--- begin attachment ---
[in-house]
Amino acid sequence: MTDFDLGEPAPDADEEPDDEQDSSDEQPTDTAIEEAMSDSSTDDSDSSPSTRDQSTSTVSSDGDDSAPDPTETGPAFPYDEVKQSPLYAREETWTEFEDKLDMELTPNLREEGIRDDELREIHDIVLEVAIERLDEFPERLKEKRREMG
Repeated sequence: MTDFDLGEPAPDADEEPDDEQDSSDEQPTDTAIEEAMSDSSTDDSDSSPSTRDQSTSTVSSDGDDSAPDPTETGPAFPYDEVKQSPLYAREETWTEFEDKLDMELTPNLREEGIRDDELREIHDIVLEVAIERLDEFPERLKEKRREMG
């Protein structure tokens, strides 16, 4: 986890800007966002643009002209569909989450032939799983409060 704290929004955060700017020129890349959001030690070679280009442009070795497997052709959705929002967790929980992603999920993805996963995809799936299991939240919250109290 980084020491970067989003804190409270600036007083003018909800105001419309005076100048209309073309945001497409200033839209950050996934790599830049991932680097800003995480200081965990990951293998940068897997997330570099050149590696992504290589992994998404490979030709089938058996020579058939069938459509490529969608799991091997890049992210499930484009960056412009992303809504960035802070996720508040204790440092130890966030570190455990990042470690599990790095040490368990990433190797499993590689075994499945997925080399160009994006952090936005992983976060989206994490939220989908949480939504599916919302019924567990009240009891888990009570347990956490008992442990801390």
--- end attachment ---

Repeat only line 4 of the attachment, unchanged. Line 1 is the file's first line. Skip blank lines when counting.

């Protein structure tokens, strides 16, 4: 986890800007966002643009002209569909989450032939799983409060 704290929004955060700017020129890349959001030690070679280009442009070795497997052709959705929002967790929980992603999920993805996963995809799936299991939240919250109290 980084020491970067989003804190409270600036007083003018909800105001419309005076100048209309073309945001497409200033839209950050996934790599830049991932680097800003995480200081965990990951293998940068897997997330570099050149590696992504290589992994998404490979030709089938058996020579058939069938459509490529969608799991091997890049992210499930484009960056412009992303809504960035802070996720508040204790440092130890966030570190455990990042470690599990790095040490368990990433190797499993590689075994499945997925080399160009994006952090936005992983976060989206994490939220989908949480939504599916919302019924567990009240009891888990009570347990956490008992442990801390």